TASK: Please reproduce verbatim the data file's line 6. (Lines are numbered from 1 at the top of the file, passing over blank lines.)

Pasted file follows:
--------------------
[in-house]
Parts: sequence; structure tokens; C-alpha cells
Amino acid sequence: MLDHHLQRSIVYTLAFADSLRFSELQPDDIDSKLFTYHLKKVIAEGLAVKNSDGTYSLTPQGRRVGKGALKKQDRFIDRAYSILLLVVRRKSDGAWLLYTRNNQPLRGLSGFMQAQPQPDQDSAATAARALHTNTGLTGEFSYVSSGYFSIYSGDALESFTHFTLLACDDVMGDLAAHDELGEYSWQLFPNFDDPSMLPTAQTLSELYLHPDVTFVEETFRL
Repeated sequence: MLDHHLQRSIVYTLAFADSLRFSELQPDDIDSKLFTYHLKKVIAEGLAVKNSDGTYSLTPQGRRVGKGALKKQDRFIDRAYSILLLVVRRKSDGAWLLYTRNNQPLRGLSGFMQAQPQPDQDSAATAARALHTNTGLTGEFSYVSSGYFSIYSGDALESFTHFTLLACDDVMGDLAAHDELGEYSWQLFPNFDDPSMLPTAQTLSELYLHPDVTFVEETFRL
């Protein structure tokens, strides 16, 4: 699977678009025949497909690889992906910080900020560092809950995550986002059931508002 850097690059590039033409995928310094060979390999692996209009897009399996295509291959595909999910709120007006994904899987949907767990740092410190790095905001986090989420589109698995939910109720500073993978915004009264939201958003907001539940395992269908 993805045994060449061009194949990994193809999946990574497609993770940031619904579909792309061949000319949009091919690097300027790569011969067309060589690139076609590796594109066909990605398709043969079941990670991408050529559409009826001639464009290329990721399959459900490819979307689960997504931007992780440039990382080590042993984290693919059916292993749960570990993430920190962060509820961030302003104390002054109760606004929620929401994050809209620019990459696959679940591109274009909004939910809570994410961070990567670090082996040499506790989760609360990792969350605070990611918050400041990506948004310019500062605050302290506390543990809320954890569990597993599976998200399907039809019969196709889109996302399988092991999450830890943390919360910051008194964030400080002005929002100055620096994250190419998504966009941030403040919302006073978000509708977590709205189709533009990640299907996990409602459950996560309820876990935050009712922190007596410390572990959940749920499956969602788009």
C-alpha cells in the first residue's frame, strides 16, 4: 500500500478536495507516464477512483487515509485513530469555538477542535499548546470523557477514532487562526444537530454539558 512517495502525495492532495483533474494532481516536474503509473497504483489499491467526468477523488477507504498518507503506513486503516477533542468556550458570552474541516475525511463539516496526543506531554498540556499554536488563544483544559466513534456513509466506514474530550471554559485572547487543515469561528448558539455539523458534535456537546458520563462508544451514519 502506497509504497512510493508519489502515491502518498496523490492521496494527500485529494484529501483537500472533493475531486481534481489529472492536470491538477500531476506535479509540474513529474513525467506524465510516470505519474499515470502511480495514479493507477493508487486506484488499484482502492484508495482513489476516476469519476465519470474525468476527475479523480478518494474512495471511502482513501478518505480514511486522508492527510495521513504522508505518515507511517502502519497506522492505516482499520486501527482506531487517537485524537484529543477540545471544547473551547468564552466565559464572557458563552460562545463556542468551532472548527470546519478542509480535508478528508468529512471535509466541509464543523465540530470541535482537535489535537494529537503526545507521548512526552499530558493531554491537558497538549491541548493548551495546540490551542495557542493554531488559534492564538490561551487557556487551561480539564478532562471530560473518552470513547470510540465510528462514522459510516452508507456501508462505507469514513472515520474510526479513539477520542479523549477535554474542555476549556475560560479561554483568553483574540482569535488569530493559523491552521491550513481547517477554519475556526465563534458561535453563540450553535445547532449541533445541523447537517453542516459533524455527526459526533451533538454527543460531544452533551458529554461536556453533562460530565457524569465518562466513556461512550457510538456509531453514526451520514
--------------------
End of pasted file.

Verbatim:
C-alpha cells in the first residue's frame, strides 16, 4: 500500500478536495507516464477512483487515509485513530469555538477542535499548546470523557477514532487562526444537530454539558 512517495502525495492532495483533474494532481516536474503509473497504483489499491467526468477523488477507504498518507503506513486503516477533542468556550458570552474541516475525511463539516496526543506531554498540556499554536488563544483544559466513534456513509466506514474530550471554559485572547487543515469561528448558539455539523458534535456537546458520563462508544451514519 502506497509504497512510493508519489502515491502518498496523490492521496494527500485529494484529501483537500472533493475531486481534481489529472492536470491538477500531476506535479509540474513529474513525467506524465510516470505519474499515470502511480495514479493507477493508487486506484488499484482502492484508495482513489476516476469519476465519470474525468476527475479523480478518494474512495471511502482513501478518505480514511486522508492527510495521513504522508505518515507511517502502519497506522492505516482499520486501527482506531487517537485524537484529543477540545471544547473551547468564552466565559464572557458563552460562545463556542468551532472548527470546519478542509480535508478528508468529512471535509466541509464543523465540530470541535482537535489535537494529537503526545507521548512526552499530558493531554491537558497538549491541548493548551495546540490551542495557542493554531488559534492564538490561551487557556487551561480539564478532562471530560473518552470513547470510540465510528462514522459510516452508507456501508462505507469514513472515520474510526479513539477520542479523549477535554474542555476549556475560560479561554483568553483574540482569535488569530493559523491552521491550513481547517477554519475556526465563534458561535453563540450553535445547532449541533445541523447537517453542516459533524455527526459526533451533538454527543460531544452533551458529554461536556453533562460530565457524569465518562466513556461512550457510538456509531453514526451520514